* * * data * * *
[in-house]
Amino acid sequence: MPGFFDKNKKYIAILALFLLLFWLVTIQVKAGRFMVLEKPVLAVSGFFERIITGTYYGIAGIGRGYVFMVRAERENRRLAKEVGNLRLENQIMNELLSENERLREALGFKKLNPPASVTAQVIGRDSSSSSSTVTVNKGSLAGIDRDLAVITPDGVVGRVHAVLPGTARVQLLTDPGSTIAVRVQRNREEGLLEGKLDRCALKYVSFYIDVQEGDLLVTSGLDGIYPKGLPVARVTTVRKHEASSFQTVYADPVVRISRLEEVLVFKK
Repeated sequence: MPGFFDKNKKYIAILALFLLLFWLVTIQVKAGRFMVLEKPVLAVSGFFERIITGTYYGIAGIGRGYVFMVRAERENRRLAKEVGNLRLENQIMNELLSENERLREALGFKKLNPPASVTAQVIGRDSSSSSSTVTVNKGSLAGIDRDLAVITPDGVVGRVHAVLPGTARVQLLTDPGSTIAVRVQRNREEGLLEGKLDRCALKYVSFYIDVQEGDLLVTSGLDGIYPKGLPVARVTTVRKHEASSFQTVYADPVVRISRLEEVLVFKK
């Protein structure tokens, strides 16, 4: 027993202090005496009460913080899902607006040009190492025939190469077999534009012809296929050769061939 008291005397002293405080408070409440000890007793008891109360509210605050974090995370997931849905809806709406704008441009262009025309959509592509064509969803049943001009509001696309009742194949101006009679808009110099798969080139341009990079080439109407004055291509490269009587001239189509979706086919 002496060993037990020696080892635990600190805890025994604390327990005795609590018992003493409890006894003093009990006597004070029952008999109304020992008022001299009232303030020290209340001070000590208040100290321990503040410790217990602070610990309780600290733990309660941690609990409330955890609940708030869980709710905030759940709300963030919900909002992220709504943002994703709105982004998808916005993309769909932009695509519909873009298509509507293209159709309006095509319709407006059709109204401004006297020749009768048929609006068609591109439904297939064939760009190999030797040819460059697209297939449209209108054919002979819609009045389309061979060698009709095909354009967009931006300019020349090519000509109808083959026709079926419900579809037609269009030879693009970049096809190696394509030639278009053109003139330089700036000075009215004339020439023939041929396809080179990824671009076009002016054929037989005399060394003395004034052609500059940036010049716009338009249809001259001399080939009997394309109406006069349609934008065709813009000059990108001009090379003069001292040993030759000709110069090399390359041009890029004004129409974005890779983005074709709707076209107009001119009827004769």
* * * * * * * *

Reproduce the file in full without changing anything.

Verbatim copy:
[in-house]
Amino acid sequence: MPGFFDKNKKYIAILALFLLLFWLVTIQVKAGRFMVLEKPVLAVSGFFERIITGTYYGIAGIGRGYVFMVRAERENRRLAKEVGNLRLENQIMNELLSENERLREALGFKKLNPPASVTAQVIGRDSSSSSSTVTVNKGSLAGIDRDLAVITPDGVVGRVHAVLPGTARVQLLTDPGSTIAVRVQRNREEGLLEGKLDRCALKYVSFYIDVQEGDLLVTSGLDGIYPKGLPVARVTTVRKHEASSFQTVYADPVVRISRLEEVLVFKK
Repeated sequence: MPGFFDKNKKYIAILALFLLLFWLVTIQVKAGRFMVLEKPVLAVSGFFERIITGTYYGIAGIGRGYVFMVRAERENRRLAKEVGNLRLENQIMNELLSENERLREALGFKKLNPPASVTAQVIGRDSSSSSSTVTVNKGSLAGIDRDLAVITPDGVVGRVHAVLPGTARVQLLTDPGSTIAVRVQRNREEGLLEGKLDRCALKYVSFYIDVQEGDLLVTSGLDGIYPKGLPVARVTTVRKHEASSFQTVYADPVVRISRLEEVLVFKK
């Protein structure tokens, strides 16, 4: 027993202090005496009460913080899902607006040009190492025939190469077999534009012809296929050769061939 008291005397002293405080408070409440000890007793008891109360509210605050974090995370997931849905809806709406704008441009262009025309959509592509064509969803049943001009509001696309009742194949101006009679808009110099798969080139341009990079080439109407004055291509490269009587001239189509979706086919 002496060993037990020696080892635990600190805890025994604390327990005795609590018992003493409890006894003093009990006597004070029952008999109304020992008022001299009232303030020290209340001070000590208040100290321990503040410790217990602070610990309780600290733990309660941690609990409330955890609940708030869980709710905030759940709300963030919900909002992220709504943002994703709105982004998808916005993309769909932009695509519909873009298509509507293209159709309006095509319709407006059709109204401004006297020749009768048929609006068609591109439904297939064939760009190999030797040819460059697209297939449209209108054919002979819609009045389309061979060698009709095909354009967009931006300019020349090519000509109808083959026709079926419900579809037609269009030879693009970049096809190696394509030639278009053109003139330089700036000075009215004339020439023939041929396809080179990824671009076009002016054929037989005399060394003395004034052609500059940036010049716009338009249809001259001399080939009997394309109406006069349609934008065709813009000059990108001009090379003069001292040993030759000709110069090399390359041009890029004004129409974005890779983005074709709707076209107009001119009827004769």